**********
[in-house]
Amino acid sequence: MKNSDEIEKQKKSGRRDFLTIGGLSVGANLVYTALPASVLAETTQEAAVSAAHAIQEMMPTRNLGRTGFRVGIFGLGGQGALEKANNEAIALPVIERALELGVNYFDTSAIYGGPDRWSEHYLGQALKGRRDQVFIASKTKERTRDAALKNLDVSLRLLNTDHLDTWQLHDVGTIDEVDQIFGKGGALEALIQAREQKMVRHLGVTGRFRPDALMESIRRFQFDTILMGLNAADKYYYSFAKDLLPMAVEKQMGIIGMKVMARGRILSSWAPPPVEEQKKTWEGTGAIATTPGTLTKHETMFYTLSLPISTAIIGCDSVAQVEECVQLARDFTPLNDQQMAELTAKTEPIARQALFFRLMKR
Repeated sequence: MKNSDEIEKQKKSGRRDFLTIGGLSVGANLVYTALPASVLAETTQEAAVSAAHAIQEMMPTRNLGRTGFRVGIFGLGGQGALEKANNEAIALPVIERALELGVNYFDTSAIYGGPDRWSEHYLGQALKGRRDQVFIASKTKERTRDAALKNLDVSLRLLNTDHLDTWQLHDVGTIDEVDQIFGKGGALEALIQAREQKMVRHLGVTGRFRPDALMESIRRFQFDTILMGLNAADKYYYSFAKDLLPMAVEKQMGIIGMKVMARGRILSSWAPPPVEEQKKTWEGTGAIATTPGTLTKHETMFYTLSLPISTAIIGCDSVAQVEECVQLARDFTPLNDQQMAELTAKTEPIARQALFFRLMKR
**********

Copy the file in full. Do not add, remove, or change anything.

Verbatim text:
[in-house]
Amino acid sequence: MKNSDEIEKQKKSGRRDFLTIGGLSVGANLVYTALPASVLAETTQEAAVSAAHAIQEMMPTRNLGRTGFRVGIFGLGGQGALEKANNEAIALPVIERALELGVNYFDTSAIYGGPDRWSEHYLGQALKGRRDQVFIASKTKERTRDAALKNLDVSLRLLNTDHLDTWQLHDVGTIDEVDQIFGKGGALEALIQAREQKMVRHLGVTGRFRPDALMESIRRFQFDTILMGLNAADKYYYSFAKDLLPMAVEKQMGIIGMKVMARGRILSSWAPPPVEEQKKTWEGTGAIATTPGTLTKHETMFYTLSLPISTAIIGCDSVAQVEECVQLARDFTPLNDQQMAELTAKTEPIARQALFFRLMKR
Repeated sequence: MKNSDEIEKQKKSGRRDFLTIGGLSVGANLVYTALPASVLAETTQEAAVSAAHAIQEMMPTRNLGRTGFRVGIFGLGGQGALEKANNEAIALPVIERALELGVNYFDTSAIYGGPDRWSEHYLGQALKGRRDQVFIASKTKERTRDAALKNLDVSLRLLNTDHLDTWQLHDVGTIDEVDQIFGKGGALEALIQAREQKMVRHLGVTGRFRPDALMESIRRFQFDTILMGLNAADKYYYSFAKDLLPMAVEKQMGIIGMKVMARGRILSSWAPPPVEEQKKTWEGTGAIATTPGTLTKHETMFYTLSLPISTAIIGCDSVAQVEECVQLARDFTPLNDQQMAELTAKTEPIARQALFFRLMKR